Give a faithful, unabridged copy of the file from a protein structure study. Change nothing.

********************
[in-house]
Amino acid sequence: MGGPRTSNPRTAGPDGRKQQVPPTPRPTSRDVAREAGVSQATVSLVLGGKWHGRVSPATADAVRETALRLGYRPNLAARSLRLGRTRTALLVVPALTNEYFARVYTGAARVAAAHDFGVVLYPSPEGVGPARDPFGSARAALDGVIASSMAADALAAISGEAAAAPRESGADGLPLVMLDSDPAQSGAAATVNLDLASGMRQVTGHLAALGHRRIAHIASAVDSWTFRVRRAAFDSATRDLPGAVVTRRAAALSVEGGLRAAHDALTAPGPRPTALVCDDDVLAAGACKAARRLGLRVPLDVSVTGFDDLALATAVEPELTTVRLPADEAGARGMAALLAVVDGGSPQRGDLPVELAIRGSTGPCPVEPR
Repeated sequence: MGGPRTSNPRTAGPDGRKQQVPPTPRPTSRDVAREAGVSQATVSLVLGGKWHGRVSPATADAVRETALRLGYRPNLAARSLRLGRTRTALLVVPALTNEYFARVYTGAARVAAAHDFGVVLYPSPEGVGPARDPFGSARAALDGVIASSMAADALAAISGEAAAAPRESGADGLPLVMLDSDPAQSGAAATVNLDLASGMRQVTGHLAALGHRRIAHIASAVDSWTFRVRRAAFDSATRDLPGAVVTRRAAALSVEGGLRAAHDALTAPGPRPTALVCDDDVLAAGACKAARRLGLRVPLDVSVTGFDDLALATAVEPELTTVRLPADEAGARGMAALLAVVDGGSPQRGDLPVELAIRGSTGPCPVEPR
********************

[in-house]
Amino acid sequence: MGGPRTSNPRTAGPDGRKQQVPPTPRPTSRDVAREAGVSQATVSLVLGGKWHGRVSPATADAVRETALRLGYRPNLAARSLRLGRTRTALLVVPALTNEYFARVYTGAARVAAAHDFGVVLYPSPEGVGPARDPFGSARAALDGVIASSMAADALAAISGEAAAAPRESGADGLPLVMLDSDPAQSGAAATVNLDLASGMRQVTGHLAALGHRRIAHIASAVDSWTFRVRRAAFDSATRDLPGAVVTRRAAALSVEGGLRAAHDALTAPGPRPTALVCDDDVLAAGACKAARRLGLRVPLDVSVTGFDDLALATAVEPELTTVRLPADEAGARGMAALLAVVDGGSPQRGDLPVELAIRGSTGPCPVEPR
Repeated sequence: MGGPRTSNPRTAGPDGRKQQVPPTPRPTSRDVAREAGVSQATVSLVLGGKWHGRVSPATADAVRETALRLGYRPNLAARSLRLGRTRTALLVVPALTNEYFARVYTGAARVAAAHDFGVVLYPSPEGVGPARDPFGSARAALDGVIASSMAADALAAISGEAAAAPRESGADGLPLVMLDSDPAQSGAAATVNLDLASGMRQVTGHLAALGHRRIAHIASAVDSWTFRVRRAAFDSATRDLPGAVVTRRAAALSVEGGLRAAHDALTAPGPRPTALVCDDDVLAAGACKAARRLGLRVPLDVSVTGFDDLALATAVEPELTTVRLPADEAGARGMAALLAVVDGGSPQRGDLPVELAIRGSTGPCPVEPR